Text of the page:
l-r: Matt Jenson, John Russell, Adam Bews, Viktor Berg, Preston Quick
l-r: Matt Jenson, John Russell, Adam Bews, Viktor Berg, Preston Quick

So should the Toronto-based Robin Clarke/Scott Arnold partnership, which began in the most low-key circumstances imaginable while they were sharing a cab-ride one night, during which they decided on a whim to enter the 2014 Canadian National Doubles after one of them mentioned almost in passing that the entry deadline was less than 24 hours away. Their choice of walls (Clarke on the left, Arnold on the right) resulted not from any meticulous analysis of their relative forehand/backhand strengths and weaknesses, as is true of most newly forming partnerships, but rather was based solely on their having played those respective walls in a Toronto league match in which they had opposed each other earlier that evening. Overwhelming underdogs in their quarterfinal match-up against defending champions Gary Waite, a legendary figure in the sport, and his hard-hitting young partner Thomas Brinkman, Clarke and Arnold, meshing seamlessly for ANY team, much less a debuting one composed of players both of whom were playing in not only their first doubles tournament as partners but their first doubles tournament, period, won handily and then knocked off first Will Mariani and Colin West in the semis and then Michael Pirnak and Fred Reid Jr. in the final.

clarke and arnold crop
Scott Arnold (left) & Robin Clarke (right), winners of the 2016 Ridley Windows & Doors Toronto Cricket Club Open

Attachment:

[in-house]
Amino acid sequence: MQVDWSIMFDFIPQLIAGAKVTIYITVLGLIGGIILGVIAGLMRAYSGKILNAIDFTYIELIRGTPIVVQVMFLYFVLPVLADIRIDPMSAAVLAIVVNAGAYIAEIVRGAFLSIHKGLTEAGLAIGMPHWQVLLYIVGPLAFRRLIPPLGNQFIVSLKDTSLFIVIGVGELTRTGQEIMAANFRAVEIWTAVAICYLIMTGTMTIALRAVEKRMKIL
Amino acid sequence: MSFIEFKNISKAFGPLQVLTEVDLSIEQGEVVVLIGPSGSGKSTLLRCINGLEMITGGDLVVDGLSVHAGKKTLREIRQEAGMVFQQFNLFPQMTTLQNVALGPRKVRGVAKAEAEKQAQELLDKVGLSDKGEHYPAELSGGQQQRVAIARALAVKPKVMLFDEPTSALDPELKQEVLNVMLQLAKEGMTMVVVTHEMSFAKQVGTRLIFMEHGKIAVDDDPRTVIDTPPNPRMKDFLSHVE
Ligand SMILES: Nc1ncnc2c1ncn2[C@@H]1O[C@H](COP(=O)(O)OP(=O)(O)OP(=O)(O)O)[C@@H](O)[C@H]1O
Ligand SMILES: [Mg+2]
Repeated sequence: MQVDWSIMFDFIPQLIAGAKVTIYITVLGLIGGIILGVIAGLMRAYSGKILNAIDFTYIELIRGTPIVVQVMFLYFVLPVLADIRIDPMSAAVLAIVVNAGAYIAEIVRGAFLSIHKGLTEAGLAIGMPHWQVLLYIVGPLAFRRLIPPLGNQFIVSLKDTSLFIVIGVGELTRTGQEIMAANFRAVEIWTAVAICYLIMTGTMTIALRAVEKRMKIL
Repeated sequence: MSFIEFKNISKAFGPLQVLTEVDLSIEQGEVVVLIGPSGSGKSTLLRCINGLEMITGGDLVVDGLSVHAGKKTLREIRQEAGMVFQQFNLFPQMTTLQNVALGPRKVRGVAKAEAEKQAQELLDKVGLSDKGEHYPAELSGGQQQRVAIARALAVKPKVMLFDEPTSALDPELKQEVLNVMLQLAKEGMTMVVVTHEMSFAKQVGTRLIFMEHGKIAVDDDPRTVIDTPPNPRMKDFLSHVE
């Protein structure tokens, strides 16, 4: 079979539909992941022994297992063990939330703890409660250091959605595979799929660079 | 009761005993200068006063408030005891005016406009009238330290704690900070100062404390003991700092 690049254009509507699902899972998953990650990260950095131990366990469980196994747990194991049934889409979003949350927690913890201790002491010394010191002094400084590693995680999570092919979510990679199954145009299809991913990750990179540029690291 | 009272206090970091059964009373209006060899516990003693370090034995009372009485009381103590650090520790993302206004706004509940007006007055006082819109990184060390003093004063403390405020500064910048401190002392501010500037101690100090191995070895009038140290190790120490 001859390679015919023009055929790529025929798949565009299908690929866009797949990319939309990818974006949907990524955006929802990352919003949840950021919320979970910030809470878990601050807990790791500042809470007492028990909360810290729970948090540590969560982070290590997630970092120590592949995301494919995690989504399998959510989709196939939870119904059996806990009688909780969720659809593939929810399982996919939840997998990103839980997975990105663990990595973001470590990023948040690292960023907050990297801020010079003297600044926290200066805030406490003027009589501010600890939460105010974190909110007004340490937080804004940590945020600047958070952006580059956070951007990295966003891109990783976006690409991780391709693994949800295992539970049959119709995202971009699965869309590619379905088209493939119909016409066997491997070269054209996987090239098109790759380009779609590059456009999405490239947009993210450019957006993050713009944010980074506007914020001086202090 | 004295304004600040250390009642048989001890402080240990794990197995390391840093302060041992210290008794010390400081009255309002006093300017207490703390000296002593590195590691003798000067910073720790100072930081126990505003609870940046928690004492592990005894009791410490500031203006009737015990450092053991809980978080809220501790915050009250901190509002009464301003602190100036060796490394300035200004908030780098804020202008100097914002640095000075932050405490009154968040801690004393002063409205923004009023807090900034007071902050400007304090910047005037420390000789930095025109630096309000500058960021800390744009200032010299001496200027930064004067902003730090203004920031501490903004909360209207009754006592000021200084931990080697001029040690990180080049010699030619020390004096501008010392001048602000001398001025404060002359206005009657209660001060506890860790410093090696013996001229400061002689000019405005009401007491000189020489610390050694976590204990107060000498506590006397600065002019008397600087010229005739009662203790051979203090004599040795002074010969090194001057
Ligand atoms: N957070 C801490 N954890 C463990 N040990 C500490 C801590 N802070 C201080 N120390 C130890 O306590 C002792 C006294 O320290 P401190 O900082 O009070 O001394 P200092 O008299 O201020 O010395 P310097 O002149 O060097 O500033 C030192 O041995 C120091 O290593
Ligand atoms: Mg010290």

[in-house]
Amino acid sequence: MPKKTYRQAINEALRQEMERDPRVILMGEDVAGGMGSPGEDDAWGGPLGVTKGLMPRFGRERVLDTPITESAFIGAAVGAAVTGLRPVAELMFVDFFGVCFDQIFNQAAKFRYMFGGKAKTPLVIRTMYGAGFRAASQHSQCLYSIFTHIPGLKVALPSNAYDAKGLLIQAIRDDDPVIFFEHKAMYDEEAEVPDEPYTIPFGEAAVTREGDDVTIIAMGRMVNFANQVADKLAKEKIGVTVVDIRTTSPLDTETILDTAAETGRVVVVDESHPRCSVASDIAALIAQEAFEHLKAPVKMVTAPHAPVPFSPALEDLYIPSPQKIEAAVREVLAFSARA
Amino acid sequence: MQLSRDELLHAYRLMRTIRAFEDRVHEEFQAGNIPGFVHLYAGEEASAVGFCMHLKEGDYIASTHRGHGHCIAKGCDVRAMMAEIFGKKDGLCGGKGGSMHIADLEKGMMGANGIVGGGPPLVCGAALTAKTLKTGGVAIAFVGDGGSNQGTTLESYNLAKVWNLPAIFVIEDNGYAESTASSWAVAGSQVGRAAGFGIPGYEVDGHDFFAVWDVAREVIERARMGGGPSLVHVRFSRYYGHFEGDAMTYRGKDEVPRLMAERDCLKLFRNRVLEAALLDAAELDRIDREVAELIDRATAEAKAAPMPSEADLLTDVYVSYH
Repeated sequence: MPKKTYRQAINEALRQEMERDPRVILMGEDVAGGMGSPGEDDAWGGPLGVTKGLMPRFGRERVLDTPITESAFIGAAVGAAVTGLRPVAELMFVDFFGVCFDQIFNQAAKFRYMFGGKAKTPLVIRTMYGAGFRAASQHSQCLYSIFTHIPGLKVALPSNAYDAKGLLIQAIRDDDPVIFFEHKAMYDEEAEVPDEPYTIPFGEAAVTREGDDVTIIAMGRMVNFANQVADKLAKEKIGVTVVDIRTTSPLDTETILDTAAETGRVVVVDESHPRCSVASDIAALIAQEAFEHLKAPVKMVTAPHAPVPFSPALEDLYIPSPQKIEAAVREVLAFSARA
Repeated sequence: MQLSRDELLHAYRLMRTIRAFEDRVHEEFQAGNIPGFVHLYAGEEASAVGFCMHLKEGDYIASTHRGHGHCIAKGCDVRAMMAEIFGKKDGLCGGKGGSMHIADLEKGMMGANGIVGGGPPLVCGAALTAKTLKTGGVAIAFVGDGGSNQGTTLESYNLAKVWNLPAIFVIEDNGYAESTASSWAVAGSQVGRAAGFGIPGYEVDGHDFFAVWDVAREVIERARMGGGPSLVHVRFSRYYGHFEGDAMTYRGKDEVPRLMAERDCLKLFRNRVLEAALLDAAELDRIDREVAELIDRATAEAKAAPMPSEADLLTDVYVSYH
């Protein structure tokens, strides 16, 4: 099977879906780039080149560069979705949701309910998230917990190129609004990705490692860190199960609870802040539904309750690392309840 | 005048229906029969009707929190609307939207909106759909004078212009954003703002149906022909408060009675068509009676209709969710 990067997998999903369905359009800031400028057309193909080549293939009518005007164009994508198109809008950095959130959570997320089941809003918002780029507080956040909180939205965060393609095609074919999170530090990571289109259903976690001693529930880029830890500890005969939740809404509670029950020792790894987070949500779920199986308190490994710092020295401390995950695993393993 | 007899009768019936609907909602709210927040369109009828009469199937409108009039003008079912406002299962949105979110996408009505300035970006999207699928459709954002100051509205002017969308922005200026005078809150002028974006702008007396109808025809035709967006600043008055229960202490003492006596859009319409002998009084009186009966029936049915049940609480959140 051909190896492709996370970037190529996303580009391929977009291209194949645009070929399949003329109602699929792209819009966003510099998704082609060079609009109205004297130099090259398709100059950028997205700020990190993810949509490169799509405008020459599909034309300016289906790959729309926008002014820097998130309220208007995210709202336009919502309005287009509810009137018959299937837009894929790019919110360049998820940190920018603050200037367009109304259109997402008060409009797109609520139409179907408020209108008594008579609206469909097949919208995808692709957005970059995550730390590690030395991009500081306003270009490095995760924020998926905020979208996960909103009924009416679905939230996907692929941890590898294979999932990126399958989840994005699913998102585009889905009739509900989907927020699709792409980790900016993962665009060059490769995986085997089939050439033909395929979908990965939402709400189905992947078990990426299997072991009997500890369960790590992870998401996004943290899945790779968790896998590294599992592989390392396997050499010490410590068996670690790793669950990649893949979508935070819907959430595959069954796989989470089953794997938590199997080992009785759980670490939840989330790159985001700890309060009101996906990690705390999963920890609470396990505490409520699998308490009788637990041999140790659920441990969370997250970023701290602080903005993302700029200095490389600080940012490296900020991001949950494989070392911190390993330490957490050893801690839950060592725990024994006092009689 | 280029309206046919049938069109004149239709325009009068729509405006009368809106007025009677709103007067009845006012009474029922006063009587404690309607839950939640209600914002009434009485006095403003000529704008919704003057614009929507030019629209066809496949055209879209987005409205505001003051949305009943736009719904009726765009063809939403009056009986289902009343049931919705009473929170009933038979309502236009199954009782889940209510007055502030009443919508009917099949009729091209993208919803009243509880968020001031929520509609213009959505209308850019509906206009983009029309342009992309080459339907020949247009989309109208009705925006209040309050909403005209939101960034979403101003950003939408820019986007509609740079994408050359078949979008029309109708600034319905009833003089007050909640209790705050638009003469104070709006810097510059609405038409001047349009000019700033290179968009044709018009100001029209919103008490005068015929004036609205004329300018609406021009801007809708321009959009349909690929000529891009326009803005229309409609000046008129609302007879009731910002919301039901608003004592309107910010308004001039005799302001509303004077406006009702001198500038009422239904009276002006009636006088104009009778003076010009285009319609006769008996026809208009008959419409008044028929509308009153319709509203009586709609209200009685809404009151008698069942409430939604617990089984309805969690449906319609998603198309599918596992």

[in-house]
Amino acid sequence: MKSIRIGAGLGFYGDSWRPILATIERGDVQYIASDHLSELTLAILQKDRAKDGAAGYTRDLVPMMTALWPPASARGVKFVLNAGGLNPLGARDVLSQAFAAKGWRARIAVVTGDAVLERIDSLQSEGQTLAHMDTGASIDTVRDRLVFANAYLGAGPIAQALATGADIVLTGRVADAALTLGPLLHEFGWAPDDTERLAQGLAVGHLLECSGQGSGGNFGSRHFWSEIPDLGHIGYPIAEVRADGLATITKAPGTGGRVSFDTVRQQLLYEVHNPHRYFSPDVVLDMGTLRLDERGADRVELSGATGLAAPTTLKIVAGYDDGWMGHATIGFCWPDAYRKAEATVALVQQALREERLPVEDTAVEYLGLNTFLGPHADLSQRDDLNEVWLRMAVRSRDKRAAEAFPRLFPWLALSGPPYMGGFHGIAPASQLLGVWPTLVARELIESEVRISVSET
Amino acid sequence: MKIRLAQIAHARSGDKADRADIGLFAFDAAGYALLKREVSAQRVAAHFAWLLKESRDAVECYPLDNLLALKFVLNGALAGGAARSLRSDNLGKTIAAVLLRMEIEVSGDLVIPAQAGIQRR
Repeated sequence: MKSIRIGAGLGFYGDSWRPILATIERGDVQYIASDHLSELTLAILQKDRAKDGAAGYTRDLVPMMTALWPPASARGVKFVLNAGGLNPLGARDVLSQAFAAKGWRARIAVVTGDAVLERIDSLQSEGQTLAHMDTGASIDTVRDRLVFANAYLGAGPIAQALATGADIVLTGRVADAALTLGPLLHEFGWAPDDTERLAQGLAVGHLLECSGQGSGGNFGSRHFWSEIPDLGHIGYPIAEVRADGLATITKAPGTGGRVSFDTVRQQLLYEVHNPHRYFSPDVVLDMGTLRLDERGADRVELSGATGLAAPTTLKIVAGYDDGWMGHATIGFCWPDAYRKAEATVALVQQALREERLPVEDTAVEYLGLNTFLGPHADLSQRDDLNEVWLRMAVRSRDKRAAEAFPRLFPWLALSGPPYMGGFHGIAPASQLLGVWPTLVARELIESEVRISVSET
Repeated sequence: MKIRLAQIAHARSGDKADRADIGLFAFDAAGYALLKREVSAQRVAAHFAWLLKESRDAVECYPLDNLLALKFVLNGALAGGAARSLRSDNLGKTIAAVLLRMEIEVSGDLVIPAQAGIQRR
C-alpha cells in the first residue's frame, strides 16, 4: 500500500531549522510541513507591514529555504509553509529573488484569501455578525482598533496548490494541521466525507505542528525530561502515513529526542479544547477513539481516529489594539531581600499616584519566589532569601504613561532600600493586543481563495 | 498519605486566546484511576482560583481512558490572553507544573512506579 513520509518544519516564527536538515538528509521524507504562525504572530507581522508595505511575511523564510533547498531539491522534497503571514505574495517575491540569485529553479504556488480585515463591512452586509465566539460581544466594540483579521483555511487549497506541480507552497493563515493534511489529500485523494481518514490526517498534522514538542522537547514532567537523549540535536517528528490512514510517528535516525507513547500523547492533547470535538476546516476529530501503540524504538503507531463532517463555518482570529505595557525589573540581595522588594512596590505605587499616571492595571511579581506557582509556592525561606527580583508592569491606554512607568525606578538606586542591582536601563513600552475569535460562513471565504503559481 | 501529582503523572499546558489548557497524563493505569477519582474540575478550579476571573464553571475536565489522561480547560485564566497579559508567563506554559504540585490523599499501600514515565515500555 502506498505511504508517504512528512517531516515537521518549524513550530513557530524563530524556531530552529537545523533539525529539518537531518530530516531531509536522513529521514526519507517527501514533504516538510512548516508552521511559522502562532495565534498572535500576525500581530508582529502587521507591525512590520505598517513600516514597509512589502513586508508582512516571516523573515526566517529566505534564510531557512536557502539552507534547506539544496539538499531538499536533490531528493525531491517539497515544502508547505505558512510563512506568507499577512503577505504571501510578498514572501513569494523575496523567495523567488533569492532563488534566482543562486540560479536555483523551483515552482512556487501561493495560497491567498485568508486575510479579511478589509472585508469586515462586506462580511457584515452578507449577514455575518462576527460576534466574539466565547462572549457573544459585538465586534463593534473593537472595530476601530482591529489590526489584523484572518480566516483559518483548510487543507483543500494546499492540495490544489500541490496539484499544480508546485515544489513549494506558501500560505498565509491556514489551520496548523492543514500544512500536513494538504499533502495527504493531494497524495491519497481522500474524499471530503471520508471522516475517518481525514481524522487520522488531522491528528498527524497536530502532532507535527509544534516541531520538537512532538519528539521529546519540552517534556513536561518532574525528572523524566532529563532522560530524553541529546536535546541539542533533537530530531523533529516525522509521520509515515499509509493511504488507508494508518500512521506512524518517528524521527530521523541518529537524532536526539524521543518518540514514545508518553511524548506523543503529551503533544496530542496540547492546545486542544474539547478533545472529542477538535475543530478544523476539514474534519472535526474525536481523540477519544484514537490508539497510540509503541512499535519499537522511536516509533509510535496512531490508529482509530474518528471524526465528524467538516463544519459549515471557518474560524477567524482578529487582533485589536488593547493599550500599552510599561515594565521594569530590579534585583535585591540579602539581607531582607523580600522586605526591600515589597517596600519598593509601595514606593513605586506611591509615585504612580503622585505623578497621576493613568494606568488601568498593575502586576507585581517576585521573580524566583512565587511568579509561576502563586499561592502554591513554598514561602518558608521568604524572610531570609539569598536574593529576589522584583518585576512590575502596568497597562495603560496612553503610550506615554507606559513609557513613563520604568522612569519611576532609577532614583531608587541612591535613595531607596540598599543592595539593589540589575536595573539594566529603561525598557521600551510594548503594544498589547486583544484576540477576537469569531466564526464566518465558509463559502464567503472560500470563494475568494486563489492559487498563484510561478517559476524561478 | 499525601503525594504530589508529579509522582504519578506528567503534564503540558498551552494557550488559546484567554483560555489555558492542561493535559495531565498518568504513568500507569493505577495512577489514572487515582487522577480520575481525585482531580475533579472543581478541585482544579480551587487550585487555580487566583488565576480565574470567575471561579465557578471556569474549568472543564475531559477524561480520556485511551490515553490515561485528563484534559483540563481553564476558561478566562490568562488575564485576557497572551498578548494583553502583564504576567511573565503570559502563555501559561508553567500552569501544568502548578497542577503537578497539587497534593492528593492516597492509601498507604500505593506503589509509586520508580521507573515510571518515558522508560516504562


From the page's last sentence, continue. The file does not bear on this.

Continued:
Deciding to give the SDA tour a try in the wake of that unexpected accomplishment, they have steadily ascended up the pro rankings during these past two seasons (in both of which they repeated as Canadian National Doubles champs) to the point where they have now cracked the top ten. They have lost to no team other than Mathur/Badan, Mudge/Gould and Mudge/Berg, frequently reaching the semis — including in the Briggs Cup via a three-love win over Russell and Leach — and advancing to their first full-ranking SDA final (they had previously won a Challenger event in Pittsburgh during the Winter 2015) in Toronto this past April, at the inaugural Cricket Club Open, where Clarke is based. There they received a walk-over win when Greg Park, who had badly injured his knee late in his and partner Jonny Smith’s semifinal tally over Reid and Mariani, had to default the final. It was an unfortunate ending to what was otherwise a very productive season for Park and Smith, who got to the semis of the Big Apple Open, the PDC Cup, the Bentley Cup and in Boston. Park also teamed with Imran Khan to reach the North American Open semis, the same round that Smith attained with Russell in Cleveland just a few days after Park had hurt himself in Toronto.